Daily Prompt · Random Scribbles · writing

Daily Prompt; Nightmare

Daily Prompt; Nightmare



Marisol was having second thoughts. She was getting worried about agreeing to this blind date her cousin, Annika, had arranged. This might really be a nightmare!

Annika really wanted to go out with Travis and Travis had scarcely believed it when she agreed to go to the dance with him, but Travis had to take his cousin along. Travis’ mother had decided that Travis’ cousin Johnny, who was new in town, needed to get out  and meet people, this was her way of making it happen. Travis had asked Annika to the dance and explained the problem. It was Annika who had suggested that Marisol might be convinced to go on a blind date with Johnny.

Nobody knew what Johnny looked like. He had just moved to town, after all. He hadn’t even started at the new school yet.

When Travis, Annika, and Johnny pulled up in front of her house Marisol struggled to take a look at her date from the window but it was impossible, she couldn’t see him. Too much reflection on the car window glass. Annika ran up to the front door and crashed through the way she always did.

“Mari,” she called. “Come on, we don’t want to keep the boys waiting!” she spotted her auntie, Marisol’s mom, through the opening to the kitchen. “Hi, Aunt Donna,” she called.

“Hi Annie,” she looked at her niece and shook her head, “Does your mother know how you’re dressed? That skirt is sooooooo short!”

“Please don’t tell on me, Aunt Donna,” Annika implored.

“Go on,” Donna said, “you girls have fun, but be careful.” The girls went out the front door and walked quite elegantly and unhurriedly down to the curb.

“Johnny’s pretty nervous about meeting you,” Annika told her as they moved down the sidewalk. When they got to the curb, Annika opened the passenger side door of Travis’ mother’s Ford Taurus.

Marisol leaned down, “Hi Travis,” she said.

“Hey, Mari,” he answered back, “this is my cousin, Johnny.” Marisol swiveled her head towards the back seat to take a first look at her date.

Johnny was certainly dressed for a dance. He wore bright green trousers, with a white button down shirt. A red and green plaid sport coat with sleeves that were just ‘that much’ too short topped it off and the entire outfit was accented with a blue and black Swiss dot bow tie. He wore thick black plastic framed spectacles that he kept pushing up on his nose, and had a zit on his chin that resembled an angry volcano.

Marisol smiled, stood up where the boys couldn’t see her face and shot dagger eyes at her cousin. Then she pulled open the back door and with a sigh, climbed into the back seat with Johnny.

She sat in a chair next to Johnny, in the gym for the entire dance. He talked to her, they didn’t dance. He told her stories, they talked about music and movies. They talked about books that they both had read and enjoyed. He laughed like a donkey. Marisol realized she was having a great time. Annika and Travis disappeared and when the dance was over they were nowhere to be found. Johnny offered to walk her home and they talked the whole way. She told him some of her stupid jokes and he actually laughed. He told her jokes and she laughed. She even snorted a few times and wasn’t embarrassed when she did so.

When they got to her house he shook her hand, “I really enjoyed meeting you,” he said. “I hope I can see you again.” She rifled through her bag and found a Sharpie that she used to write her phone number on the back of his hand.

“Call me tomorrow,” she ordered.

He snorted, “Really?”

“Please,” she said. “How are you going to get home?” she asked him.

“I’ll walk.”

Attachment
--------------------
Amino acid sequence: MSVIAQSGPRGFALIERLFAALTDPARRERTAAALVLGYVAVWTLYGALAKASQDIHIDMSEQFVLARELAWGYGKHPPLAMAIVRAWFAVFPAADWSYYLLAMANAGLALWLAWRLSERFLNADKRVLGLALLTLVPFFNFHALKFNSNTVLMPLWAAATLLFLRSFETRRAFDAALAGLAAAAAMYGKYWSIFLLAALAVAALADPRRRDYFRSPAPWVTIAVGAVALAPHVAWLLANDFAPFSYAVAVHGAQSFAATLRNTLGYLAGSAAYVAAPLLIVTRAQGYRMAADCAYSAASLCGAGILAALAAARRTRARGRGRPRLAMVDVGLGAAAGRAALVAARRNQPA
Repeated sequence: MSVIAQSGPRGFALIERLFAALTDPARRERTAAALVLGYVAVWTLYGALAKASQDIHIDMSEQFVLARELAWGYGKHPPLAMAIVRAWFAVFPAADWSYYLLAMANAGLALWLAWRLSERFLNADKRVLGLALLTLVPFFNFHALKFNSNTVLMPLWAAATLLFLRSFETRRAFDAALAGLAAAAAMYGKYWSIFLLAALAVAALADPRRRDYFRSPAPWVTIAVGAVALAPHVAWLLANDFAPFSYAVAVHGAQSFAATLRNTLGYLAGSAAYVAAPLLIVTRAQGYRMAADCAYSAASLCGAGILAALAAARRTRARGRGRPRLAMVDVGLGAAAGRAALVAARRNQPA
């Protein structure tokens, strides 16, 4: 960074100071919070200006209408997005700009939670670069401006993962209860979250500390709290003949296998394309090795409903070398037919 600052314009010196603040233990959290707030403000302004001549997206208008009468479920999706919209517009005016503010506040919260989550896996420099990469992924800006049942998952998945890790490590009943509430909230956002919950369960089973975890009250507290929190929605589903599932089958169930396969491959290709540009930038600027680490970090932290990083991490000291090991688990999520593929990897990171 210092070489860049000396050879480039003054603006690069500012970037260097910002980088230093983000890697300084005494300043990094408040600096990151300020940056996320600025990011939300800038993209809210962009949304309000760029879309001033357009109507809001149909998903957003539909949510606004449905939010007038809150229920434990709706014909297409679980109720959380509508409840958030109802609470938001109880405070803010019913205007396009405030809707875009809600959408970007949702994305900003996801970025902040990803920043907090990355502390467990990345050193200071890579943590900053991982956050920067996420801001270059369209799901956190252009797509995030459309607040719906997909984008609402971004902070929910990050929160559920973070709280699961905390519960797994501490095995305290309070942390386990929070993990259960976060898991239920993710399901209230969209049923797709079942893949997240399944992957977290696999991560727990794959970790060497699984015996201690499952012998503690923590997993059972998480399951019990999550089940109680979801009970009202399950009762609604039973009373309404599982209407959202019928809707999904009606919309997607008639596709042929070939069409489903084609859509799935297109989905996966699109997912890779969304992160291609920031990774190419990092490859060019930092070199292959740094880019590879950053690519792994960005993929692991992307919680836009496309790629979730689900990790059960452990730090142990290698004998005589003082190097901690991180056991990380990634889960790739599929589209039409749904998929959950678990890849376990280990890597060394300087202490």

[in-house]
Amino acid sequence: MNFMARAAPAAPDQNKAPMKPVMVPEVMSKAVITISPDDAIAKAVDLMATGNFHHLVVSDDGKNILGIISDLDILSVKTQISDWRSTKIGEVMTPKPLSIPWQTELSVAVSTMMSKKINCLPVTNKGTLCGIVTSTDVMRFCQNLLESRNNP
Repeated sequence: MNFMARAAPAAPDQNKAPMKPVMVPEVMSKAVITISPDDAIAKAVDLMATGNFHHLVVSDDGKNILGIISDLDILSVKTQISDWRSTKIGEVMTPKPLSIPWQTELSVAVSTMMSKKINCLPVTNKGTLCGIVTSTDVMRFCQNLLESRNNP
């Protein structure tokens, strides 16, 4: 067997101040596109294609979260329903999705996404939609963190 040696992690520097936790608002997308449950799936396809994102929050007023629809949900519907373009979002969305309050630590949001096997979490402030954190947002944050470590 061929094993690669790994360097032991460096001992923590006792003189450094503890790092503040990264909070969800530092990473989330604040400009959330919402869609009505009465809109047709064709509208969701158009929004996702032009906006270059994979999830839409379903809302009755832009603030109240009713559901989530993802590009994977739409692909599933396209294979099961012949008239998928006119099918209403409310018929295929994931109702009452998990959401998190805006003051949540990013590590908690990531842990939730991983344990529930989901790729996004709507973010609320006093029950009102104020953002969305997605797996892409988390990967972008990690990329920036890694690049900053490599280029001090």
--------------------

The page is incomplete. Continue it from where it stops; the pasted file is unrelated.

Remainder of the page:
“No,” she said, “wait here.” She ran inside and when she came back out her mom was with her, she looked a little sleepy and was jangling her car keys.

“Me and Mom will give you a ride.” Marisol told him.

“Mom and I,” Johnny corrected her.

“Yeah, right.”

Mom took the driver’s seat and Marisol sat in the back with Johnny. They told each other stories and jokes, snorting at all the appropriate places. Mom watched in the rearview mirror and smiled.


Daily Prompt · Random Scribbles · writing

Daily Prompt; Storm

Daily Prompt; Storm



At PD, the boat pitched and rolled violently, “Quartermaster, do you have a fix?”

“Aye.”

“Very well, make your depth 400 feet, 5 degree down bubble.”

“400 feet aye – make your depth 400 feet, maintain 5 degrees.”

“Seas are rising, last look shows, hmmm, I’ll call it ‘state 6’ let’s go under this. It’s getting ugly. Down scope.”

The movement of the ship lessened slightly as we went deeper, below the storm. I picked up my coffee and moved aft through upper level ops. I took the ladder outside ESM down to the crews mess, refilled my cup and sat down. I watched Beast and Uncle Jerry play a few hands of  hearts and felt the boat level off at 400’.

For the next three days we stayed deep, only sneaking back to the turbulence of periscope depth in order to catch the periodic broadcast. We waited for the weather to abate. There was no surface traffic to speak of, no sonar contacts, the seas were too heavy.


 

Daily Prompt · Random Scribbles · writing

Might be OK, I Gues

Daily Prompt; Guest



I wanted to spend some of my prize money

I’d won at the quiz show on the TV, so

I asked Miss Imogene to be my guessed

For dinner at the roadhouse

Steak,

fried potatoes,

and beer

How’d you know the answer to that question, she asked me

I didn’t, I just guest

She shook her head a bit – grinned

I used my napkin to wipe a bit of A1 sauce

That had squeezed from the corner of her mouth

Will you come back to my house after dinner, I asked her

I don’t rightly know, what are your intentions

My intentions are honorable, I replied

I just want to show you my etchings

Well, that might be OK; I gues


 

The Blog Propellant · Uncategorized · writing

On-line Writer’s Guild #21

  1. It’s good to see you Bernice
  2. A handy blade
  3. I need a crowd to get lost in

TBP’s On-line Writer’s Guild #21



I pushed open the door and stood inside letting my eyes adjust to the lower light level that was in the restaurant. The hostess greeted me.

“Good evening, sir, how many in your party?”

“I’m not sure,” I answered, “I’m supposed to be meeting someone. Can I go in and look around?”

She nodded, and turned her attention back to the iphone that rested on her podium. Sticking my head around the divider that separated the dining area from the entry, I scanned the tables. There she was at the other side of the room. Waving, bouncing up and down in her chair, I expected her to yell or whistle. Thank goodness that didn’t happen. I crossed the room and slid into the chair opposite her; she took my hand.